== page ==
Goldman Sach's credit card business, anchored by the Apple Card since 2019, has been one of the company's biggest successes in gaining retail lending scale, but rising losses are very concerning for the new division.
Disclosed in a regulatory filing Friday, Goldman's Platform Solutions segment incurred a whopping $1.2 billion loss for the first nine of last year, with losses accelerating by the year. The filing shows pretax losses have mounted to $3 billion since the start of 2020. People who are familiar with the unaudited stats told Bloomberg:
When the latest quarter's figures get added to it next week, that cumulative loss will approach $4 billion in the three-year span and $2 billion for the year driven by loan-loss provisions.
The filing also revealed provisions for credit losses were $942 million for the first nine of 2022 (recall last year, we noted the losses were quickly mounting for Goldman). Losses are steadily rising as the Covid money helicopter drop has been over for more than a year.
Consumers are getting slaughtered with maxed-out credit cards and the highest interest rates in years, on top of 20 months of negative real wages, personal savings wiped out (at least for the poorest of folks), and increasing risks of recession, which has led to the emerging trend of people not being able to service their debts.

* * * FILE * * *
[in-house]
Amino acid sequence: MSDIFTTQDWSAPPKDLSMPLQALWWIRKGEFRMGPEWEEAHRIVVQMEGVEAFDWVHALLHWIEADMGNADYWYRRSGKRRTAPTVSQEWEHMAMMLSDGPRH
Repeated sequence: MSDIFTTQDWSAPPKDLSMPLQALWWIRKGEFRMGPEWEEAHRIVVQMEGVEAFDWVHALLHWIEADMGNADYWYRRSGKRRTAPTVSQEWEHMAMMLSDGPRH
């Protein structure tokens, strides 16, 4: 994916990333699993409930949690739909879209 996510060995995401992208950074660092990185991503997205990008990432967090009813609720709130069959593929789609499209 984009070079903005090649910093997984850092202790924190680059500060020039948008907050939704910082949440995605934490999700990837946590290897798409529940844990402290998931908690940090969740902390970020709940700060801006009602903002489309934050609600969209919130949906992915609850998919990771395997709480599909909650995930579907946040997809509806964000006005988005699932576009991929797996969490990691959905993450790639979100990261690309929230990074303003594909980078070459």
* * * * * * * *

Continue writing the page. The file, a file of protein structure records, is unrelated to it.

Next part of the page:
"The division is a whittled-down version of what was once Goldman's lofty goal of storming the consumer market — building a digital bank of the future that would become an industry leader. Instead, rattled by the persistent costs and difficulty of setting up new business lines, the firm decided to scale back its ambitions and reposition the pieces," Bloomberg said.
What's left of Goldman's entry into the consumer space is parked in Platform Solutions, including card tie-ups and installment lending. The most profitable part of the group is the transaction-banking business line.
Goldman forecasted the division would be profitable by the end of next year, but that prediction is too rosy and might not be until 2025, people with direct knowledge said.
Increasing losses offer insight into what executives might have in store for the money-losing division as CEO David Solomon has unleashed the largest job cuts in an attempt to reel in spending.
Goldman reports quarterly earnings next week and will offer more insight into Platform Solutions. So far, the bank's bet on consumer subprime (hoping to profit off America's sub-700 FICO population by lending to it) appears to be a dud.